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# Parks & Recreation

Beyond Valentine's Day – Ways To Diversify Your Winter Event Planning for Parks and Recreation

Programming for a More Inclusive Community

Authored by Civic Plus Logo


February 8, 2023
10 min

With a new year comes multiple government holidays and educational months in the United States. Martin Luther King, Jr. Day, Valentine’s Day, Black History Month, and Women’s History Month all fall at the start of the year and can serve as opportunities for park and recreation departments to get creative with inclusive programs and events. We all love a fresh start, and that’s precisely what January, February, and March represent — a new page to be filled and endless possibilities. Acknowledging Black History Month (February) and Women’s History Month (March) is vital when building a culture of diversity awareness and inclusivity. We’ve pulled together some event ideas to help you plan educational events around these topics to promote unity and understanding in your community.

Black History Month

Black culture is rich in historical significance. Phillis Wheatley, one of the most prolific and celebrated poets of the late 1700s, was the first African American to publish a poetry book. It’s always fun to have children learn to write poems, and being able to share Wheatley’s favorite format, the couplet, would be extra special. Delivering these poems to the local Senior Center or nursing home would be uplifting.

Your parks and recreation department could consider showcasing black musical artists, painters, sculptors, and clothing brands through a First Friday-style event or weekend market. Beautiful public murals can be displayed around the community to celebrate some of the great Black people of history, like James McCune Smith, the first African American to earn a medical degree. Smith went on the build the United States’ first Black-owned pharmacy.

Martin Luther King Jr. Day falls in the month before Black History Month but can serve as a starting point for your Black History Month education and events. Martin Luther King, Jr. was a pivotal champion for civil rights in the mid-20th century. His peaceful protests for civil and human rights challenged many traditional media coverages and public opinions. Consider funding thoughtful drive-in documentary viewings and highlighted book displays at local libraries about his nonviolent resistance.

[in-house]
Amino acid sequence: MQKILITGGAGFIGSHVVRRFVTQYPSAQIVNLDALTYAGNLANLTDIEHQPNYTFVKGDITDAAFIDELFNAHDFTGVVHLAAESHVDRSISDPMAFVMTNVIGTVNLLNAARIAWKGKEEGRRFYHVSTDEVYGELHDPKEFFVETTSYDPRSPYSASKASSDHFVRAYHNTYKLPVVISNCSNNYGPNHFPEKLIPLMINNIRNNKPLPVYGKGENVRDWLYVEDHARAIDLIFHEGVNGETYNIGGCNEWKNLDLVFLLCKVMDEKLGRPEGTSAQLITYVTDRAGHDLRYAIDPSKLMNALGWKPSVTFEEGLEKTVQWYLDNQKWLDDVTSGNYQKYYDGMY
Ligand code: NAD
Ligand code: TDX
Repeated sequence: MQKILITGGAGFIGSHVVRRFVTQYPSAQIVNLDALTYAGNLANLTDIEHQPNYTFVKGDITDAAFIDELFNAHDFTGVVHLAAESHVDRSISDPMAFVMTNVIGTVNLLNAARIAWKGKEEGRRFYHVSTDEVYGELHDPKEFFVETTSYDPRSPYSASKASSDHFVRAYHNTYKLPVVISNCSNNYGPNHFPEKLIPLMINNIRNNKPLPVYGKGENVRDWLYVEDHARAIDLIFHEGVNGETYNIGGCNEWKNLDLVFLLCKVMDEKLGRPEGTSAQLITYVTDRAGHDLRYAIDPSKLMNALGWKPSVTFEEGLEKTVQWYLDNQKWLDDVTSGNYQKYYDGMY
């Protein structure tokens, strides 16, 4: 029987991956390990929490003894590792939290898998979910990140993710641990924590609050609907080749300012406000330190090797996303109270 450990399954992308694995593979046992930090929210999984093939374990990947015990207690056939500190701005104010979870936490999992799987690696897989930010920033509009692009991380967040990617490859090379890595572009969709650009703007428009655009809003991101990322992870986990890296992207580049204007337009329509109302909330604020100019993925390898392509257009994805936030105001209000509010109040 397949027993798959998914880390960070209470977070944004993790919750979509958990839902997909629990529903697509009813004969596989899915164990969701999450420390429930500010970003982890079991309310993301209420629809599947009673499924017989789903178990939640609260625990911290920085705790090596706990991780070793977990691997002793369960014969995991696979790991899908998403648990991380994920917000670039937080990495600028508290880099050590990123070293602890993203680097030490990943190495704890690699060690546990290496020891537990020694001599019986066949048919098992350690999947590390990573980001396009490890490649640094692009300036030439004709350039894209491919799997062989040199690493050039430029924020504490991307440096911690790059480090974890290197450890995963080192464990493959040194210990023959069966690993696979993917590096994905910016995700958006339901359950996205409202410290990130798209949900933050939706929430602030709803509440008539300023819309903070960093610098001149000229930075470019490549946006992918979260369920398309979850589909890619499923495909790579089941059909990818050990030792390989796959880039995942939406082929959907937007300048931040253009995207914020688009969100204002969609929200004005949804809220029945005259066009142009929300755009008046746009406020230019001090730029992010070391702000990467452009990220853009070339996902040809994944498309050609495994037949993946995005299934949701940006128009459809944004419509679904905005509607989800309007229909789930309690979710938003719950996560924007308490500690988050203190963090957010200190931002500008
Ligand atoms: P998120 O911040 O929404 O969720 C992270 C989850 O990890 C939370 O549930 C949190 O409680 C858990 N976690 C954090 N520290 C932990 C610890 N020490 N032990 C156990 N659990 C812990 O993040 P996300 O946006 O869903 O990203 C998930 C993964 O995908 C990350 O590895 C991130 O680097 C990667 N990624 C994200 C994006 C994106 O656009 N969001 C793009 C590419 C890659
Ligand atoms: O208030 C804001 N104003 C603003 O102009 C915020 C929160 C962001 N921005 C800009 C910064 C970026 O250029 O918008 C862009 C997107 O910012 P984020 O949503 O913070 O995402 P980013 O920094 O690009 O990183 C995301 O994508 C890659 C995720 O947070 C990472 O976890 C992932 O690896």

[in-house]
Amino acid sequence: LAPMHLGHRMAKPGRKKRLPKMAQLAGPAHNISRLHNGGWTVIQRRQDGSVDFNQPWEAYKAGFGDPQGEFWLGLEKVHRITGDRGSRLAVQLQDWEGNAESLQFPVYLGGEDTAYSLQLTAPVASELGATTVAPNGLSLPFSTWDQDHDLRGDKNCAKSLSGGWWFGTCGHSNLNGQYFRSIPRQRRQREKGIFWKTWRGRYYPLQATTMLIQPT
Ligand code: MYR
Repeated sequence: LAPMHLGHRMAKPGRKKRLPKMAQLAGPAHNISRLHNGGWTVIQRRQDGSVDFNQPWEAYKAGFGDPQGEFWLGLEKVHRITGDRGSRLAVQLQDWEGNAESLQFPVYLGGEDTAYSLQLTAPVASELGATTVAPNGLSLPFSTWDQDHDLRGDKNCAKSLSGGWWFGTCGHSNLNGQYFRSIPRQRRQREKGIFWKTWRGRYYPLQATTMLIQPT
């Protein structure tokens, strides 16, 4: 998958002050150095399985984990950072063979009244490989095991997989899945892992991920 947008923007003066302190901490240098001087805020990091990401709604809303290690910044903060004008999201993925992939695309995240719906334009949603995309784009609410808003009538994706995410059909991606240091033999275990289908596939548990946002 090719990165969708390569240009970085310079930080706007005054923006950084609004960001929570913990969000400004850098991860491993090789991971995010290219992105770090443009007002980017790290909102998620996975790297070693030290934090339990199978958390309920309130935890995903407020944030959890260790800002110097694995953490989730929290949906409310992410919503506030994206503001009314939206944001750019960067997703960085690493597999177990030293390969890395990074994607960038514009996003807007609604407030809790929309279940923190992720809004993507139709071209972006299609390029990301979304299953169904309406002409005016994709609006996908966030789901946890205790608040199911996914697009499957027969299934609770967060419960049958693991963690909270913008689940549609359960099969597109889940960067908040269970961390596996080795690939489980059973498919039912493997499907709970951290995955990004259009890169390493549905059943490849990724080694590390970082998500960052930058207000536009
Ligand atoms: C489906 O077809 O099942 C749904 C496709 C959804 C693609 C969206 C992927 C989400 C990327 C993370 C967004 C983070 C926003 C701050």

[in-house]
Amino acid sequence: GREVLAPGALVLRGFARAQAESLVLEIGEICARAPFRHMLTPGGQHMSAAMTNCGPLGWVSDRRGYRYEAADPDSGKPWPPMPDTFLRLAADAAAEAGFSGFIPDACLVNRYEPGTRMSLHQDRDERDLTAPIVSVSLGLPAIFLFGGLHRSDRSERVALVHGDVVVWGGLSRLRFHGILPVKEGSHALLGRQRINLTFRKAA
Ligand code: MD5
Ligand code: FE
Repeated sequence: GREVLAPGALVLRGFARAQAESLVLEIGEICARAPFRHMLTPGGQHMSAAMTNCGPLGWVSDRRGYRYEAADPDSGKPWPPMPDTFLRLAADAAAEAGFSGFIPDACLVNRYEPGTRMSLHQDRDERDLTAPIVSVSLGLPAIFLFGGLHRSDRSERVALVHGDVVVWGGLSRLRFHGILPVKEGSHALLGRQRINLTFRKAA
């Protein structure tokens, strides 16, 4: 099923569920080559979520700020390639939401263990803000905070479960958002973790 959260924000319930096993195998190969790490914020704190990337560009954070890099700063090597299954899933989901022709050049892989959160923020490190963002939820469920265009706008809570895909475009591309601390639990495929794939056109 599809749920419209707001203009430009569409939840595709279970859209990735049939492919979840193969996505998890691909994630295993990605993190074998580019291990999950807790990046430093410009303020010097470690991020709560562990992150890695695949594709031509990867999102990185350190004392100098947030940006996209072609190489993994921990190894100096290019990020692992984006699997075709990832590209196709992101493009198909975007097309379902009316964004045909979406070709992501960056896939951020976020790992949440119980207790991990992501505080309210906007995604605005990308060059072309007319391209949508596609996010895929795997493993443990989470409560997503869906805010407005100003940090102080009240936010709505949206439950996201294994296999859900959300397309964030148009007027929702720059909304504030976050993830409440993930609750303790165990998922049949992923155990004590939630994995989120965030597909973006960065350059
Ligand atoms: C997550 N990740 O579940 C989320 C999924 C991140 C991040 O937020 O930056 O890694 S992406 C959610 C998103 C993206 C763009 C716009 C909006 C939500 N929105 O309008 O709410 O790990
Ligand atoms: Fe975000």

Martin Luther King, Jr. won a Nobel Peace Prize for his activism. Highlighting his legacy can show younger and older generations alike that one person can alter history and make a change for the better. Devastating parts of Black history should also be shared and discussed, like the Tulsa Race Massacre, which many schools do not cover. Education about this can be done through art gallery displays, book readings, and local, knowledgeable speakers.

Valentine’s Day

Who remembers receiving Valentine’s Day cards in elementary school? Parents and children love a good arts and crafts moment (got to keep those curious minds busy), and cutting, coloring, and designing love cards is a fun community event to hold. Consider setting up an inter-generational event at your local senior center, where the young and wise alike can create Valentine’s Day cards together. Local elementary and middle schools could also deliver their cards to nursing homes. Teaching children the importance of civic engagement and volunteer work is incredibly valuable.

Valentine’s Day is centered on love and fostering healthy, mutually respectful relationships in today’s culture. This could be an opportunity to educate the public on warning signs of domestic violence and share resources and hotlines people can call if they find themselves in such a situation — about 20 people per minute experience domestic violence in the United States. People can save lives by understanding the early signs and ways to leave.

Women’s History Month

Women’s History Month is in March and is an excellent opportunity to educate the public about the women’s suffrage movement. The fight to achieve women’s rights was only won a little over 100 years ago. In 1984, Mississippi became the last state to ratify the 19th amendment. So in perspective, this recent history should be more freely discussed.

Your department can hold Ted Talk-esque presentations and bring in knowledgeable speakers from your surrounding colleges and universities to share more information on women’s history and voting rights. It’s never too early to start sharing the fundamentals of our government structure with children and the importance of civic duty and voting.

People love themed 5ks. Women’s History Month is a unique opportunity to bring in runners from your area to educate through informational imagery and have fun running dressed up as your favorite female historical figure.

Don’t Be Afraid To Think Outside the Box

People don’t know what they don’t know. As a local government entity, your parks and recreation department owes it to your community to share parts of our American history that are not widely discussed. Many unique events and programming can be centered around the New Year, Martin Luther King Jr. Day, Valentine’s Day, and more. Your residents want to learn and have new activities to participate in with their friends and family.

Don’t hesitate to get creative and new plan programs that celebrate Black History and Women’s History Month. Whether it’s a documentary viewing, a TedTalk, or something entirely different, the most important thing to remember is to include representatives from all demographics and marginalized groups in your recreational planning. A unified community is the ultimate goal, and local events are a great place to start.

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Authored by Civic Plus Logo


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